Connected by an asphalt web of highways, state roads, and thoroughfares, blocky yellow signs gleam nonstop, casting a dandelion glow from the words “Waffle House.” The booths at the eateries fill 24 hours each day with the aromas of sizzling pork chops, Jimmy Dean sausage, and endless mugs of coffee. Line cooks brown shredded potatoes on a grill as waiters shout back in a language all their own for hash browns “smothered,” “covered,” or “topped”—served with onions, cheese, or chili, respectively. Angus burgers and steak melts share space on the rippling-hot surface at all times of day, allowing tired drivers to stop for food when they are on a long journey or just listening to an 11-hour drum solo on the radio. The first Waffle House switched on its lights in 1955, and some menu items still bear the names of Waffle House staff of the past, including Bert's chili from Dallas and Alice's iced tea.
Roosters is both a popular stop for Kentucky sports fans and its players—it’s not unusual to spy one of the university’s basketball players perched at a table, wiping his hands after downing a large basket of wings. It's these wings, fried in soy oil with no trans fat and doused with 1 of 11 sauces, that command the most attention on a menu full of hand-breaded chicken fingers, thick burgers, and oven-baked subs. Their sauces run the gamut of heat, from mild teriyaki to medium-hot sweet thai chili to the Super Killer, the sauce that delivers more kick than a Rockette on a caffeine buzz.
Walls paneled in blond wood to match the tables and floors recall a modern-day Old West saloon, with a stone fireplace standing tall at one wall. After seeing a big win on one of the flat-screen televisions lining the walls, diners can take advantage of the lofted ceilings to create a victory pyramid.
With more than 700 locations, Jamba Juice proves to the masses that nutrition can be speedy and delicious. Since the beginning, the company?s product philosophy has revolved around choosing whole fruits and other natural ingredients over artificial flavorings, sweeteners, and preservatives. The menu is completely free of high-fructose corn syrup and trans fats, and it offers additional accommodations for vegan and gluten-free diets.
This naturalistic approach is fully realized in Jamba Juice's selection of smoothies. Made with 100% fruit juice, sherbet, and frozen yogurt, the frosty delights range from all-fruit smoothies such as peach perfection and strawberry whirl to more indulgent creamy treats, including peanut butter moo'd, an enticing blend of peanut butter, bananas, nonfat vanilla frozen yogurt, and milk chocolate.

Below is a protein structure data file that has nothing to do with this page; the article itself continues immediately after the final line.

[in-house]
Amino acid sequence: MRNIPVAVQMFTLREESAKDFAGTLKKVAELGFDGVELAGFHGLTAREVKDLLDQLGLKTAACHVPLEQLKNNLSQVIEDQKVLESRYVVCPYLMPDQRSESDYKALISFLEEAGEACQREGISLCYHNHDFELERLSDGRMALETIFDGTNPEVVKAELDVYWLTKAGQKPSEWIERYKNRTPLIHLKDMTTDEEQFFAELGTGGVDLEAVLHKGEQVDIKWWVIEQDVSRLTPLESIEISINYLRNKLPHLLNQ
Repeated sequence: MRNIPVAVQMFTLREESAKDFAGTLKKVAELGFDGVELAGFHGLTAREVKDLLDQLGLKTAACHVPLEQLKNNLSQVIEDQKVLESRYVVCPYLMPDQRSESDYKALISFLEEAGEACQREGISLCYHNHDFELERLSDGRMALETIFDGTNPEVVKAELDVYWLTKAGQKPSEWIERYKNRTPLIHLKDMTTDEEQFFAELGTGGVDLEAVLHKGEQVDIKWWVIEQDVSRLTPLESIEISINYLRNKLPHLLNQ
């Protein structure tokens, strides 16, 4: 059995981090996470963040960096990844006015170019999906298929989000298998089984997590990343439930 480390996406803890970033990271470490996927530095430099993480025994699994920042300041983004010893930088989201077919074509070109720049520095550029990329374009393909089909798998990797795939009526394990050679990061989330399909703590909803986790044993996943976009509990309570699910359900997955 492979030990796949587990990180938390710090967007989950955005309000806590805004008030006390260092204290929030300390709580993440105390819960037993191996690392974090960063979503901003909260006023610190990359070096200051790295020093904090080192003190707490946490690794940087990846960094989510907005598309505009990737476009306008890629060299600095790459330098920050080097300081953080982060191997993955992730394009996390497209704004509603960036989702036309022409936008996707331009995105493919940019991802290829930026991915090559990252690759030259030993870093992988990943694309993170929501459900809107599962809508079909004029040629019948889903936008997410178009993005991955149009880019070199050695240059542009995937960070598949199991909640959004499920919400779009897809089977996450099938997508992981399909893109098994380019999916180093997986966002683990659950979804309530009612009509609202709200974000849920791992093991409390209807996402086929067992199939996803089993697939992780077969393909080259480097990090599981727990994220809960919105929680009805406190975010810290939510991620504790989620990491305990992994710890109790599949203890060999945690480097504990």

For those with heartier appetites, steel-cut oats steep in soymilk before being enhanced with toppings such as apples, cinnamon, and brown-sugar crumble. The lunch hour presents protein-packed mini wraps, toasted bistro sandwiches and California Flatbread that pack only about 320?420 calories each.
We are a small family owned business that strives to give our customers quality service in a cozy environment. Our shop is like no other and we many exciting things to come. We offer a large selection of books, beautiful one of a kind hand-made Art pieces, gifts and refreshments. We look forward to your visit.
Every morning, bakers at Great American Bagel sift dough from scratch, season batches with dozens of flavors, and steam bake bagels to chewy perfection. With enough options to satisfy Oscar Wilde during his terrible twos, the menu features more than 20 bagel flavors, such as jalape?o cheddar, cinnamon sugar, and blueberry, as well as house-made cream-cheese varieties such as salsa and walnut raisin. In addition, coffee is available to complement robust munchies, from egg sandwiches and pizza bagels to made-to-order deli fare.
Supervised by owner and native Neapolitan Leonardo Capezzuto, staff at Leonardos Italian Cafe serves up specialty pastas, pizzas, and grilled paninis in a “casual and unfussy” atmosphere praised by the Lexington Herald-Leader. Hungry hands can pluck pizzas by the slice ($1.75) or fling 14-inch disks festooned with a single topping ($8.99) into waiting mouths or nearby frisbee-golf baskets. Alternately, forks can swirl up specialty pastas such as the penne amatriciana ($6.99), which spackles penne pasta with house tomato sauce, caramelized onion, and bacon. A savory chicken breast roosts on a nest of spaghetti in the chicken parmesan ($6.99), and the turkey panino ($5.99) slides poultry and gouda cheese betwixt basil-lined bread halves and sheets of fresh tomato. To prevent the sweet sorrow of spoken goodbyes, end-of-meal mouths can stuff themselves with the literal sweetness of sicilian cannoli or tiramisu ($3.99).